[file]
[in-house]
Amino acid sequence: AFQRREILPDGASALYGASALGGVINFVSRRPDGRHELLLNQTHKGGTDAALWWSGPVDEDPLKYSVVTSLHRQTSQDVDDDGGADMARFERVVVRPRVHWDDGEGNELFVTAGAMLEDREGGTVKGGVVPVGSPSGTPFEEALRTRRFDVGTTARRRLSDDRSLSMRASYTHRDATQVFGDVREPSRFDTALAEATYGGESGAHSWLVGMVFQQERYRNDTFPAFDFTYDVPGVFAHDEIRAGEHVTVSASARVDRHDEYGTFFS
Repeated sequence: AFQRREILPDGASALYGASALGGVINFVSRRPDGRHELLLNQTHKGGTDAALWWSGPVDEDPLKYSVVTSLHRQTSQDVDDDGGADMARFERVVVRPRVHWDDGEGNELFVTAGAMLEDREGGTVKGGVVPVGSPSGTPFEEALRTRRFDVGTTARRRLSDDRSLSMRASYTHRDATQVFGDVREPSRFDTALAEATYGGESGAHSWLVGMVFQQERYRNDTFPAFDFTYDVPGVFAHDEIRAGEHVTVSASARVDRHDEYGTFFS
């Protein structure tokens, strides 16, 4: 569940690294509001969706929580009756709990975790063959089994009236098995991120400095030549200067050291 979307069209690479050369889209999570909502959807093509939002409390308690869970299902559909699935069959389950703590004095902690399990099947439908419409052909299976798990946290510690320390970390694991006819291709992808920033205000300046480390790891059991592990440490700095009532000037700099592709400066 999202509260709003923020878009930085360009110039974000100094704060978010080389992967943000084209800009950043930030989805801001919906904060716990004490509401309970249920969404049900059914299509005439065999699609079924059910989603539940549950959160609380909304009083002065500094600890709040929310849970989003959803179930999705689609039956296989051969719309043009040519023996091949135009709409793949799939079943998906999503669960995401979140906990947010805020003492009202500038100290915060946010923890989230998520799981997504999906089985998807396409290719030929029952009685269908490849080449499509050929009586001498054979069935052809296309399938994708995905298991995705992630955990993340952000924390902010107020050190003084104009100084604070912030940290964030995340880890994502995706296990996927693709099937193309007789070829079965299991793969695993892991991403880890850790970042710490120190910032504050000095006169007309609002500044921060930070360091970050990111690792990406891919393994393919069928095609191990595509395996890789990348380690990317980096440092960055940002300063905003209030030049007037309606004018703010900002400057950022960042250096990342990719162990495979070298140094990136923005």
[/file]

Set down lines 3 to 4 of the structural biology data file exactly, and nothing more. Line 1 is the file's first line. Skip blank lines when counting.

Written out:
Repeated sequence: AFQRREILPDGASALYGASALGGVINFVSRRPDGRHELLLNQTHKGGTDAALWWSGPVDEDPLKYSVVTSLHRQTSQDVDDDGGADMARFERVVVRPRVHWDDGEGNELFVTAGAMLEDREGGTVKGGVVPVGSPSGTPFEEALRTRRFDVGTTARRRLSDDRSLSMRASYTHRDATQVFGDVREPSRFDTALAEATYGGESGAHSWLVGMVFQQERYRNDTFPAFDFTYDVPGVFAHDEIRAGEHVTVSASARVDRHDEYGTFFS
């Protein structure tokens, strides 16, 4: 569940690294509001969706929580009756709990975790063959089994009236098995991120400095030549200067050291 979307069209690479050369889209999570909502959807093509939002409390308690869970299902559909699935069959389950703590004095902690399990099947439908419409052909299976798990946290510690320390970390694991006819291709992808920033205000300046480390790891059991592990440490700095009532000037700099592709400066 999202509260709003923020878009930085360009110039974000100094704060978010080389992967943000084209800009950043930030989805801001919906904060716990004490509401309970249920969404049900059914299509005439065999699609079924059910989603539940549950959160609380909304009083002065500094600890709040929310849970989003959803179930999705689609039956296989051969719309043009040519023996091949135009709409793949799939079943998906999503669960995401979140906990947010805020003492009202500038100290915060946010923890989230998520799981997504999906089985998807396409290719030929029952009685269908490849080449499509050929009586001498054979069935052809296309399938994708995905298991995705992630955990993340952000924390902010107020050190003084104009100084604070912030940290964030995340880890994502995706296990996927693709099937193309007789070829079965299991793969695993892991991403880890850790970042710490120190910032504050000095006169007309609002500044921060930070360091970050990111690792990406891919393994393919069928095609191990595509395996890789990348380690990317980096440092960055940002300063905003209030030049007037309606004018703010900002400057950022960042250096990342990719162990495979070298140094990136923005």